Yuyuan garden,Shanghai, China, October 2011
On a trip to China last October ( Yes, I logged serious airmiles, long story), our guide took us here, and I loved it. Smack in the heart of the city, with skyscrapers rising all around, was this bustling, but tranquil, if there can be such a thing in a city…park. Built by a son for his aging parents and then preserved in their memory.
It was a delightful rabbit warren of nooks and crannies and winding walkways and ponds bubbling with orange and red fish, like, the water was churning with them. Lots of little overhanging nooks that were meant for familial ceremonies, tea, writing, contemplation.
Of course as much as I loved it, the writerly part of my brain snurched the locale, thinking how lovely it would be if you, an immortal, weren’t confined to a stuffy library in your velvets and lace, sipping wine as mortals curled at your feet.
Mind you, I never bought into that vampire stereotype. You’re immortal. Do things with your life. Create, read, make things. Do things. Hang out in a library with books untouched and contemplate the woe of it all? naaaaaaaah.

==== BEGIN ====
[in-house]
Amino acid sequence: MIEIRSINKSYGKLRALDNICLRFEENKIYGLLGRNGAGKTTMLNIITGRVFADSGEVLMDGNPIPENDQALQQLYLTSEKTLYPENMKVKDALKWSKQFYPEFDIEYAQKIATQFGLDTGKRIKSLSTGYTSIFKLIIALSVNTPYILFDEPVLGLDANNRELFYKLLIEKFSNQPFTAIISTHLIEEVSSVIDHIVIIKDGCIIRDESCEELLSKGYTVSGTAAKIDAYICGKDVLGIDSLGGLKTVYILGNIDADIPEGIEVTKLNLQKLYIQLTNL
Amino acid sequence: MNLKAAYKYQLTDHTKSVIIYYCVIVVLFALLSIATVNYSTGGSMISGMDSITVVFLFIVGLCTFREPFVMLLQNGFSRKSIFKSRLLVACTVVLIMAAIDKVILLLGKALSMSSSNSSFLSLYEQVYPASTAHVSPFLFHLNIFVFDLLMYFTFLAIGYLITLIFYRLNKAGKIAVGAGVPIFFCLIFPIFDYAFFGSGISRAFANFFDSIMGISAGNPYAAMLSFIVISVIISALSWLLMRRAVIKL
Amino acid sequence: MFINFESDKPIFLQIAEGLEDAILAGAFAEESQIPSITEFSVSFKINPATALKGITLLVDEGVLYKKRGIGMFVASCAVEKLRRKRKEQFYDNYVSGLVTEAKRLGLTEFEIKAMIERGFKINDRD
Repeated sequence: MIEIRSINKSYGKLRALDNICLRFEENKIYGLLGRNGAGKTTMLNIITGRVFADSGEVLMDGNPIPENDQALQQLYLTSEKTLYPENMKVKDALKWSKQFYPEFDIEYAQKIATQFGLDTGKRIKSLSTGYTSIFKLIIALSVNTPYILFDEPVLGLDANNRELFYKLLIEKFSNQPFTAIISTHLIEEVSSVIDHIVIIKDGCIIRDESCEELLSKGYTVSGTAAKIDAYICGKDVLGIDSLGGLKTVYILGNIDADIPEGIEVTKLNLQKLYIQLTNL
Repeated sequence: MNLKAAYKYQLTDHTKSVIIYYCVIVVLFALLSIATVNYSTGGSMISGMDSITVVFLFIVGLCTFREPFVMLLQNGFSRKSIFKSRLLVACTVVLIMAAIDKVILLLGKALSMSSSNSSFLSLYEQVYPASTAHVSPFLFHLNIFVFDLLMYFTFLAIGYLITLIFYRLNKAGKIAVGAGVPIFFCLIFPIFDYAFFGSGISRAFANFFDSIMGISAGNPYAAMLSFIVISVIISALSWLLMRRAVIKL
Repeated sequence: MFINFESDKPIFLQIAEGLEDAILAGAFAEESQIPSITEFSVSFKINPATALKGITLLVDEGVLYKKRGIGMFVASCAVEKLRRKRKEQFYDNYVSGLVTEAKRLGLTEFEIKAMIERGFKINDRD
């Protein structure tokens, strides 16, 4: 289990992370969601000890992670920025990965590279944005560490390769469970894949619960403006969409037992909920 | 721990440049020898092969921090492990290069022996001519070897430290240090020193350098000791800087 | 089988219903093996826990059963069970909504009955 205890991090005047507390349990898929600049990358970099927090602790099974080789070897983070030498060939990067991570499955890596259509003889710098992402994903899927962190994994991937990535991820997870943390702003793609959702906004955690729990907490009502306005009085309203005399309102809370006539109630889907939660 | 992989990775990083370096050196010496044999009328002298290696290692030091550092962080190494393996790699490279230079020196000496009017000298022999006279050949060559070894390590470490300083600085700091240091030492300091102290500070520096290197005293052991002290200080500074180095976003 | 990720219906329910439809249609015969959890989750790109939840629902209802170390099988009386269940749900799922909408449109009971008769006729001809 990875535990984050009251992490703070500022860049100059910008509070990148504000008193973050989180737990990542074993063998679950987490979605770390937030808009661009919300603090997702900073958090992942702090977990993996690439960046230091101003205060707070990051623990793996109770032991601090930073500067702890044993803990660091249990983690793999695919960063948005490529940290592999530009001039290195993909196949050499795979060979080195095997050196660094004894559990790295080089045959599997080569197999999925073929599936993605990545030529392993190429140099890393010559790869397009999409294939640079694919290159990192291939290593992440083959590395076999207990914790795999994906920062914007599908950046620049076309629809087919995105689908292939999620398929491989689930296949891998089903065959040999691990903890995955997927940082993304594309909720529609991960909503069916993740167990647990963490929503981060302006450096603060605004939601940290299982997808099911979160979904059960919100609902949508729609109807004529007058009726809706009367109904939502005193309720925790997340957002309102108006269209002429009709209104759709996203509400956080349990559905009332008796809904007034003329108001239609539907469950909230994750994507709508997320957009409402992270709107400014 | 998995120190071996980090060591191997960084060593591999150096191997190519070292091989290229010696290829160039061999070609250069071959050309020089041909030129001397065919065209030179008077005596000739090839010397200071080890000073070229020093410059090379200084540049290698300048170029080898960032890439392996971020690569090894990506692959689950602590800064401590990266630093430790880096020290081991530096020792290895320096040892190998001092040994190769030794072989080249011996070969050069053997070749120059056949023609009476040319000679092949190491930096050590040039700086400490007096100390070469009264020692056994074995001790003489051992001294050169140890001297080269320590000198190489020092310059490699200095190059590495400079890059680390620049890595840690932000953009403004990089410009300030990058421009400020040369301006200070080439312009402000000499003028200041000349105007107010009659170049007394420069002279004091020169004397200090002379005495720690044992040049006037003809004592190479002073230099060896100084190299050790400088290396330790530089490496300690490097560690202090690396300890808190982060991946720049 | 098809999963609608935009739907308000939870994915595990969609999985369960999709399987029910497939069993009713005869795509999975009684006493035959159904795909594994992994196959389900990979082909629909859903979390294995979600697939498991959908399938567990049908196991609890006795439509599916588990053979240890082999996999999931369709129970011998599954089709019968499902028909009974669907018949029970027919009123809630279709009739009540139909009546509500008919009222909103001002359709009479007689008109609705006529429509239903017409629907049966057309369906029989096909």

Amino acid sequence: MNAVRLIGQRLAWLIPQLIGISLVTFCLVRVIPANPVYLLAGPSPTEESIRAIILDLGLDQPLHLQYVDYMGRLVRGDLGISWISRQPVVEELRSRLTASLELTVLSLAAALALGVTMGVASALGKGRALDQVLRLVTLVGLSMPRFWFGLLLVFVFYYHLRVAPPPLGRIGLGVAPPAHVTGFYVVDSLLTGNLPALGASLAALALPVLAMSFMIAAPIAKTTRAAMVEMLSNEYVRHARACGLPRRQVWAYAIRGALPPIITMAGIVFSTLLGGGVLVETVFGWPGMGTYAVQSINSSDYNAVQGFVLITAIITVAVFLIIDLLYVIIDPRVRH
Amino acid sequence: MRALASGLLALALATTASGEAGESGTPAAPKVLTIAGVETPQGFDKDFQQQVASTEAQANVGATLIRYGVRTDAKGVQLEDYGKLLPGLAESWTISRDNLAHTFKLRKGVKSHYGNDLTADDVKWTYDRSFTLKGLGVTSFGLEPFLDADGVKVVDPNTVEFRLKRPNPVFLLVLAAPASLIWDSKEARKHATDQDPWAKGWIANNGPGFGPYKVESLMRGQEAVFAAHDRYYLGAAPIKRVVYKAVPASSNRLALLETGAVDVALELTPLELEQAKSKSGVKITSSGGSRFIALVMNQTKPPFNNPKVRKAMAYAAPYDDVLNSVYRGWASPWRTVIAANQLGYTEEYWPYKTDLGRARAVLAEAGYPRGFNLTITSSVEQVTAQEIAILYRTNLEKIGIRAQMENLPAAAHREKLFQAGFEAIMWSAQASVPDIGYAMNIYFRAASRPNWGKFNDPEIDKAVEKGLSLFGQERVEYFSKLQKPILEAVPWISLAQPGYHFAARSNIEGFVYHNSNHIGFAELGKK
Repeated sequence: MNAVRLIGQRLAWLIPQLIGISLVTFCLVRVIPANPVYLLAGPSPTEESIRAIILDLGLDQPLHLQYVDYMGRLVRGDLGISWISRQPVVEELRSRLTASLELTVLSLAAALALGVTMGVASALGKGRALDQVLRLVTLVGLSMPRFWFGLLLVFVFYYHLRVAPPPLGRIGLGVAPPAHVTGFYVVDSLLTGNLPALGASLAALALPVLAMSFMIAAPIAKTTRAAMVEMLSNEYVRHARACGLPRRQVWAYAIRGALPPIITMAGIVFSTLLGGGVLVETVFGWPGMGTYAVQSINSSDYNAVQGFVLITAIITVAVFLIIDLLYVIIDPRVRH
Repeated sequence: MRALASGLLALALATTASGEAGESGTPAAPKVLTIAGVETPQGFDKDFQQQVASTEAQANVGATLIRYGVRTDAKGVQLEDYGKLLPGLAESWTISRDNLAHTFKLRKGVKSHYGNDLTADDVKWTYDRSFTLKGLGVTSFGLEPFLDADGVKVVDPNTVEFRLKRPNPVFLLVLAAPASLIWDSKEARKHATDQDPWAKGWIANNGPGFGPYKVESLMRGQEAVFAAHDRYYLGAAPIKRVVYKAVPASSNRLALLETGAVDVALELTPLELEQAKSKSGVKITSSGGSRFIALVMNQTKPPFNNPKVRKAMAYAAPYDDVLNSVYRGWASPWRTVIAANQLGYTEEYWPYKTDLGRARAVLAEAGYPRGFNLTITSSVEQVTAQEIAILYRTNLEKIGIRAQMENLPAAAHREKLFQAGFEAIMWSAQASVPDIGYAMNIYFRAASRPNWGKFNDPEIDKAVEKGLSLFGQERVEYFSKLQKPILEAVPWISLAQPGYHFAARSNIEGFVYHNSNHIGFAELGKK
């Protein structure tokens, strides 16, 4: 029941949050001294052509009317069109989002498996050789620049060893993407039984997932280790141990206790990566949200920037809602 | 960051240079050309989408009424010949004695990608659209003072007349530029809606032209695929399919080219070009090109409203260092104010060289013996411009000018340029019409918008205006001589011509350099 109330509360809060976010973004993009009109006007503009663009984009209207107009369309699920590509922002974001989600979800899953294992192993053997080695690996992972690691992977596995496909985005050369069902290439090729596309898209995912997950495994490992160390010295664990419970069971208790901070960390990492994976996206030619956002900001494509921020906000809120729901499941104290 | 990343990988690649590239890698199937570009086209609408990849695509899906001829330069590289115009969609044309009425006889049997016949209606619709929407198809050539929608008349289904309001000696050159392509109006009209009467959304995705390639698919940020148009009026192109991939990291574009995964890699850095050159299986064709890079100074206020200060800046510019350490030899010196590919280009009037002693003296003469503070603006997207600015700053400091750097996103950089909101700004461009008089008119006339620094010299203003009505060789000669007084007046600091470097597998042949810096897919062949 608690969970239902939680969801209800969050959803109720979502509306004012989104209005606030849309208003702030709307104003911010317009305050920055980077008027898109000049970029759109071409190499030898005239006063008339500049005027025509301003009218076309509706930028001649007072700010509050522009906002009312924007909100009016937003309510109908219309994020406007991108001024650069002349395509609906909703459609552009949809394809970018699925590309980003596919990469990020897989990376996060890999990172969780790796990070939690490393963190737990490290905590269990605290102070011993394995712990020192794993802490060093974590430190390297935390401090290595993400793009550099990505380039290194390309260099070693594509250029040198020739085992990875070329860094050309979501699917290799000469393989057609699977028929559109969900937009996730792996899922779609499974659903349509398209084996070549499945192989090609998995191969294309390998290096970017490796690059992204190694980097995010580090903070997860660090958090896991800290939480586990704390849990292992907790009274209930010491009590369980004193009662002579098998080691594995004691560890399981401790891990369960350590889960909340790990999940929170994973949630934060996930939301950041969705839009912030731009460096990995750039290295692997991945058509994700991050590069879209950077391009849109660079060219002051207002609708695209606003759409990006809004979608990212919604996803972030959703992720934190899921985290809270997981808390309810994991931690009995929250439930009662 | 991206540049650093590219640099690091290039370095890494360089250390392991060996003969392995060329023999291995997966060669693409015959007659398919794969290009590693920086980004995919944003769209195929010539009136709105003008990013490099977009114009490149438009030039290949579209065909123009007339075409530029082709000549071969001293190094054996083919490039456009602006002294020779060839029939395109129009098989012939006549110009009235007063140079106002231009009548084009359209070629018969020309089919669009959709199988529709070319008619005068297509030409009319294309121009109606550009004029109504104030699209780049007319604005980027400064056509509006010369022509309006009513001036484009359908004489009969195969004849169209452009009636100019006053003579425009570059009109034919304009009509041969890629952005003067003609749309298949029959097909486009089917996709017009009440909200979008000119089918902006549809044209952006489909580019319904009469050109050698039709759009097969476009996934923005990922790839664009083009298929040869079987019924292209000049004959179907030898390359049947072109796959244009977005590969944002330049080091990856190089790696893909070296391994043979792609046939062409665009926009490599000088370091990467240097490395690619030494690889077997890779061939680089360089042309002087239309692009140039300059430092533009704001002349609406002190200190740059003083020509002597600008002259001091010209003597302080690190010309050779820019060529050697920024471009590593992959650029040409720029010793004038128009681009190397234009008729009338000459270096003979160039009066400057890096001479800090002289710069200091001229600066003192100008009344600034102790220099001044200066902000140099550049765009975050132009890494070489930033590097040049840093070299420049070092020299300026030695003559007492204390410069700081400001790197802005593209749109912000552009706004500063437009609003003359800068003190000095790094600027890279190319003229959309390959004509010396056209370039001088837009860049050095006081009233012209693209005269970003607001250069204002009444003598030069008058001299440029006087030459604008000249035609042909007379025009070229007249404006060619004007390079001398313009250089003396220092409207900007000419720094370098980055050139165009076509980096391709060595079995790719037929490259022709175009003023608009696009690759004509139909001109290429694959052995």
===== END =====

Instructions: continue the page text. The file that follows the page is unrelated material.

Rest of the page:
Go out to a lovely little garden with your lover and kiss under the stars, in a little canopied shelter as it rains. Live.
Never understood the angsty angry vamps. I’d go study biology, and biochemistry and art and whatever else. I’d relish the extra lifetimes to do and see all the things a mere lifetime makes you decide which ones on your great life list to do.
But the garden, slightly fictionalized, appears in my writing in a few places, as sanctuary, just like I experienced in Shanghai.
Still could use an extra couple lifetimes. Someone get on that.